The Taliban had the “first public execution since their fall from power nine years ago, killing a young couple who had eloped,” according to the Times. The couple – Khayyam, 25, and Siddiqa, 19 – had fallen in love despite her upcoming arranged marriage to Khayyam’s relative, which she refused to do. They fled from their village in the remote corner of Kunduz Province in northeastern Afghanistan.

Family members tricked the couple into returning, and they were seized by the local Taliban. A religious court condemned them to death. Their punishment for “an illegal sexual relationship” was death by stoning.

Hundreds of men of the community, including Siddiqa’s brother and the couple’s neighbors – no women were allowed – surrounded the couple, who had sworn publicly “to love each other no matter what happened.” Amid much festive cheering and shouting, they were stoned to death.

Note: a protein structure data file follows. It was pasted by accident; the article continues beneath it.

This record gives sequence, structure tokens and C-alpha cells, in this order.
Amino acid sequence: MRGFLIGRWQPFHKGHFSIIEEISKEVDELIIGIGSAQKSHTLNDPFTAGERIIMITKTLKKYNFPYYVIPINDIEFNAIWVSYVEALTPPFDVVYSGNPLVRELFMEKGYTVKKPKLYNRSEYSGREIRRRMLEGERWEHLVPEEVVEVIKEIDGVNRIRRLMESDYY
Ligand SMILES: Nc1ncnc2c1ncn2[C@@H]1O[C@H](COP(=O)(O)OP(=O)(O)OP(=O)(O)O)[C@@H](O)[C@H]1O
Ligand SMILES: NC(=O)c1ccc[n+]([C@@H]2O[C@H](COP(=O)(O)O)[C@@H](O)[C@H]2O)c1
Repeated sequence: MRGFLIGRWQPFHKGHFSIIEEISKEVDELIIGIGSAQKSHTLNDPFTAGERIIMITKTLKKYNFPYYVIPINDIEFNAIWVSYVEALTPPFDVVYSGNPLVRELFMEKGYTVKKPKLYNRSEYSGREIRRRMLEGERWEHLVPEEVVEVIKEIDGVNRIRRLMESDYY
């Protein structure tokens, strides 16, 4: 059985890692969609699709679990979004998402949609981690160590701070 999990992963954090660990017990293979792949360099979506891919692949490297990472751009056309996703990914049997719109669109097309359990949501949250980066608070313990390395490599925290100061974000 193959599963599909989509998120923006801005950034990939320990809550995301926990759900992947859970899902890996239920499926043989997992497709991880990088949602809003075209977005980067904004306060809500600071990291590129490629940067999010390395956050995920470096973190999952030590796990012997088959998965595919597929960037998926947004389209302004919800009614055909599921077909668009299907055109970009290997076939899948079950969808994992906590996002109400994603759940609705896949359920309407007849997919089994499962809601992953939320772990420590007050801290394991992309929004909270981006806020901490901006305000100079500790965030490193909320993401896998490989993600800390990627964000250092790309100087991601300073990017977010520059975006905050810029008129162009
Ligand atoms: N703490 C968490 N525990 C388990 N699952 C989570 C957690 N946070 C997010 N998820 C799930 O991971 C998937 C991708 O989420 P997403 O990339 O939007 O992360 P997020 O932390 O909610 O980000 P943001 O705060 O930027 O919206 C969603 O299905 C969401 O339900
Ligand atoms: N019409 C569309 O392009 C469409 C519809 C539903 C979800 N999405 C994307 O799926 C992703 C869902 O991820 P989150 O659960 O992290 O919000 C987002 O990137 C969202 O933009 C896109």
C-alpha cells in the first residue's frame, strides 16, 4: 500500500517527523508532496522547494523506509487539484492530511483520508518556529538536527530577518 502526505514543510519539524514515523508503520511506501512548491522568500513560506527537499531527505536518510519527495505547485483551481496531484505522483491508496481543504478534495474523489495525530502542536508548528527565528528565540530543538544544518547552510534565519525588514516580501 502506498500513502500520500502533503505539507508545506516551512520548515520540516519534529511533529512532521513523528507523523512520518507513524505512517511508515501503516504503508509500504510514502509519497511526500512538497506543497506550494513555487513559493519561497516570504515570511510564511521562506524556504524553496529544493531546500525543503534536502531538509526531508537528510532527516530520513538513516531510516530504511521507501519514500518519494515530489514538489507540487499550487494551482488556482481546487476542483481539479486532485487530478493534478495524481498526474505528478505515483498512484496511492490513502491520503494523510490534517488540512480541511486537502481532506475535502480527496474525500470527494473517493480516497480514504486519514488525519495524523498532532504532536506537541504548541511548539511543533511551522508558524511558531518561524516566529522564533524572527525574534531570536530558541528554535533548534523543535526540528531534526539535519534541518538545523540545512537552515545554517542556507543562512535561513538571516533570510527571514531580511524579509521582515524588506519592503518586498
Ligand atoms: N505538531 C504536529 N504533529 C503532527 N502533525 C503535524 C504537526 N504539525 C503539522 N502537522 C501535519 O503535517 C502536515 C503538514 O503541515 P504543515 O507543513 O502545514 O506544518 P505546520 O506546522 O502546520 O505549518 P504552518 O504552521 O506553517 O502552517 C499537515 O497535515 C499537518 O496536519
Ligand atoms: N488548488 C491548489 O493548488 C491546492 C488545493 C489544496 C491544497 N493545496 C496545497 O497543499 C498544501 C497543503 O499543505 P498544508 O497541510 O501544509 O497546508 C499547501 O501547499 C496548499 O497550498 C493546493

Siddiqa – dressed in a head-to-toe burqa that showed nothing but her eyes – died first. The source who reported the grizzly details said that the crowd was happy, because under strict Shariah law, “death by stoning in this situation is an appropriate punishment.”

President Hamid Karzai of Afghanistan said he was “deeply grieved” by the killings. Amnesty International also condemned them, as did the local Kunduz governor’s office. Their remarks are reassuring, but I’ve heard nothing from American leaders.

President Obama and Secretary of State Clinton have spoken eloquently about freedom of religion in the U.S. in connection with the Mosque location controversy in Lower Manhattan. But neither has spoken out about these barbaric killings in Afghanistan, where Americans are dying to supposedly encourage more democratic principles and a new constitution that would support women’s rights. Surely, this tragedy would offer a moment for American leaders to speak up about ending violence against women.